Originally published in Kyiv Post on 4 February 2019.
Imagine a Ukraine where over half of its young people take part in community life and participate in decision-making! This is not just a dream — a significant youth presence in civic life can become a reality.
According to a 2017 Ministry of Youth and Sports survey, about 52 percent of the country’s young people are ready to take part in civic engagement, stopped only by a lack of confidence and a dearth of opportunity. The survey found that young people felt that they were isolated, ignored and unable to contribute to the country’s development. These sentiments are among the main reasons behind the massive emigration of talented young people.
Young people face exceptional challenges in the 21st century, such as the effects of globalization, displacement, increasing populism, growing intolerance, changing labour markets and climate change impacts. Despite over 20 percent of young people being unemployed and without access to education or training — and 25 percent having been affected by violence or conflict — they remain largely excluded from the development agenda, ignored in peace negotiations and denied a voice in decision-making.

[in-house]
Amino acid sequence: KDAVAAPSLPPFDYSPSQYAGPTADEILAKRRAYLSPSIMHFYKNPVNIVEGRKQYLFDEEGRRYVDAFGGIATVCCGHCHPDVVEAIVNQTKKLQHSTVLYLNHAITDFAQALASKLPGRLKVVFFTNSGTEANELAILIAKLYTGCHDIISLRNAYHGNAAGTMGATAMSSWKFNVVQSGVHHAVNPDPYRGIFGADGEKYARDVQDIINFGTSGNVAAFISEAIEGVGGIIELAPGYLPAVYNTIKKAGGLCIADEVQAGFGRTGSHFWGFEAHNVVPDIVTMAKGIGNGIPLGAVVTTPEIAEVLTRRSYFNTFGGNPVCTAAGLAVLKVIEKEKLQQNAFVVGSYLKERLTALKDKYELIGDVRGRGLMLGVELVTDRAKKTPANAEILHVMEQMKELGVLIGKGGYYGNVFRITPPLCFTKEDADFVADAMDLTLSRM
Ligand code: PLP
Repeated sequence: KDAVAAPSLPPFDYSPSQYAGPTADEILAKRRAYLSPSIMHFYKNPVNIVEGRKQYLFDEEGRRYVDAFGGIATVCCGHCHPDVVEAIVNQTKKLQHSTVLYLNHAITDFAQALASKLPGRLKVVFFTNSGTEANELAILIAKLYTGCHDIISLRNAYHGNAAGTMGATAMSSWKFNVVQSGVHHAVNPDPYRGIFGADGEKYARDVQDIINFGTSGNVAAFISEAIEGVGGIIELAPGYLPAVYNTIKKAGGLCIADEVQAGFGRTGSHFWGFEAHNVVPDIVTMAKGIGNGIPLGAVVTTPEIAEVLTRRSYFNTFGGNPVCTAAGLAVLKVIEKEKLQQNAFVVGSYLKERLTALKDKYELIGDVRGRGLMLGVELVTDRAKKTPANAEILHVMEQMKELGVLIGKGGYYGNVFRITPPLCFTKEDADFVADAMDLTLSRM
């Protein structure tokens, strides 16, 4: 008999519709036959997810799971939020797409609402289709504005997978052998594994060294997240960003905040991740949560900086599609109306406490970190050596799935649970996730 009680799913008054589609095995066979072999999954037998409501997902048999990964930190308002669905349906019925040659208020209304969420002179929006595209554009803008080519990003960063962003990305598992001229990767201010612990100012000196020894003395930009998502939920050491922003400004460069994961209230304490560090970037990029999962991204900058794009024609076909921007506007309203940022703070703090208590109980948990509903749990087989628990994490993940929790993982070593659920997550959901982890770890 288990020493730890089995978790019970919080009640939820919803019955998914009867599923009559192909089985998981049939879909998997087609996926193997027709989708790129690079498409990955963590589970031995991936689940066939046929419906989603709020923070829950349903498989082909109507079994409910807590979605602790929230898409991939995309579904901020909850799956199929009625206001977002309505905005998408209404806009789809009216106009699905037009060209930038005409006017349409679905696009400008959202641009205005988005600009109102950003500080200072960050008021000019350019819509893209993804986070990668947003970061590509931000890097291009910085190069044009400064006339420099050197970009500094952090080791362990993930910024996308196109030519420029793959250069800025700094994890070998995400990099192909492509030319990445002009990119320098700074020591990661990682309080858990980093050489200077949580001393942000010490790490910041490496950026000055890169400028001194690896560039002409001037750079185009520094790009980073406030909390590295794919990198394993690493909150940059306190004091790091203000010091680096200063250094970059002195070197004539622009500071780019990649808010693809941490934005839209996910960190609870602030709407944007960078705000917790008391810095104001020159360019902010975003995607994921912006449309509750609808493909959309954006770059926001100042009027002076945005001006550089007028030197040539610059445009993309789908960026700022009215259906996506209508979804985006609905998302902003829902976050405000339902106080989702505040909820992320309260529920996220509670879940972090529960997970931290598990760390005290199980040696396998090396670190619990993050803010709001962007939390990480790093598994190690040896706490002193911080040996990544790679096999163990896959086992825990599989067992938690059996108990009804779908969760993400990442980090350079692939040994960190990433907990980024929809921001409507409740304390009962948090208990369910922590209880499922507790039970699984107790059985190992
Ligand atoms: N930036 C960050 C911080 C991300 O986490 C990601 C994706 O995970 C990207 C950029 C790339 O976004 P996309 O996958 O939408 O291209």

Sidelining young people means that their passion for justice and human rights is not given space to flourish. These strong feelings were reflected in the findings of a 2018 UNDP survey, which revealed that 84 percent of young Ukrainians call freedom the most important value and that 81 percent prioritize the right to life, 61 percent prioritize the right to education, 51 percent prioritize the right to decide their own fate and 45 percent prioritize freedom of thought, conscience and religion.
Unsurprisingly, young people have led many revolutions, protest movements and political upheavals over the past 25 years, especially in the post-Soviet countries. Time and again, the world is reminded that young people are a vast, untapped resource that adamantly pushes for change and new ideas. They are the ones who wholeheartedly believe in the positive capabilities and outcomes of technology, climate action, inclusivity and societal justice.
Those with less inspiration slow down young people’s pursuit of happiness and development. In 2018, 73 percent of youth did not even try to protect their violated rights due to an environment that seldom fosters youth engagement.
Working with the young
However, the future of youth civic participation looks optimistic: government institutions, civil society and others no longer debate whether or not to work with young people, but how to work with them.